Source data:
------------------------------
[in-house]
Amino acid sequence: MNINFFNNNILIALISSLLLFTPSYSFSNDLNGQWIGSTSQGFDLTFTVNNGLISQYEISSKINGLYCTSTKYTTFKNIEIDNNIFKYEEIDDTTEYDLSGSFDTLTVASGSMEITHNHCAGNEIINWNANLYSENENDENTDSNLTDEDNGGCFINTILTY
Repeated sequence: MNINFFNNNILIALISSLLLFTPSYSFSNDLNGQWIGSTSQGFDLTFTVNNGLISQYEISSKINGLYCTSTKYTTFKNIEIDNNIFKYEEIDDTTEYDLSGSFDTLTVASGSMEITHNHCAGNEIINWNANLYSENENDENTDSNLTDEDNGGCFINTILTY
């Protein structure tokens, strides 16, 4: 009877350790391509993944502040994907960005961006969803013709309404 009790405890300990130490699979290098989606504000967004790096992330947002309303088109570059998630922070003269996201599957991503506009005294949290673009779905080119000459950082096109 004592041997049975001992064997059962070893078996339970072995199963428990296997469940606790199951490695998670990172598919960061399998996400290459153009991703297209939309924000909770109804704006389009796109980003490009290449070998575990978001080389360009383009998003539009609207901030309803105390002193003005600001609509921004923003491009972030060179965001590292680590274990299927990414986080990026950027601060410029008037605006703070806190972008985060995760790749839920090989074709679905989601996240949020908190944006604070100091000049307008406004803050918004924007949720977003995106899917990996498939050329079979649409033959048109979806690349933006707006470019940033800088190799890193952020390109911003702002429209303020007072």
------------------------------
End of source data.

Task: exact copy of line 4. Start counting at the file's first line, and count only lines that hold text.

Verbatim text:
């Protein structure tokens, strides 16, 4: 009877350790391509993944502040994907960005961006969803013709309404 009790405890300990130490699979290098989606504000967004790096992330947002309303088109570059998630922070003269996201599957991503506009005294949290673009779905080119000459950082096109 004592041997049975001992064997059962070893078996339970072995199963428990296997469940606790199951490695998670990172598919960061399998996400290459153009991703297209939309924000909770109804704006389009796109980003490009290449070998575990978001080389360009383009998003539009609207901030309803105390002193003005600001609509921004923003491009972030060179965001590292680590274990299927990414986080990026950027601060410029008037605006703070806190972008985060995760790749839920090989074709679905989601996240949020908190944006604070100091000049307008406004803050918004924007949720977003995106899917990996498939050329079979649409033959048109979806690349933006707006470019940033800088190799890193952020390109911003702002429209303020007072």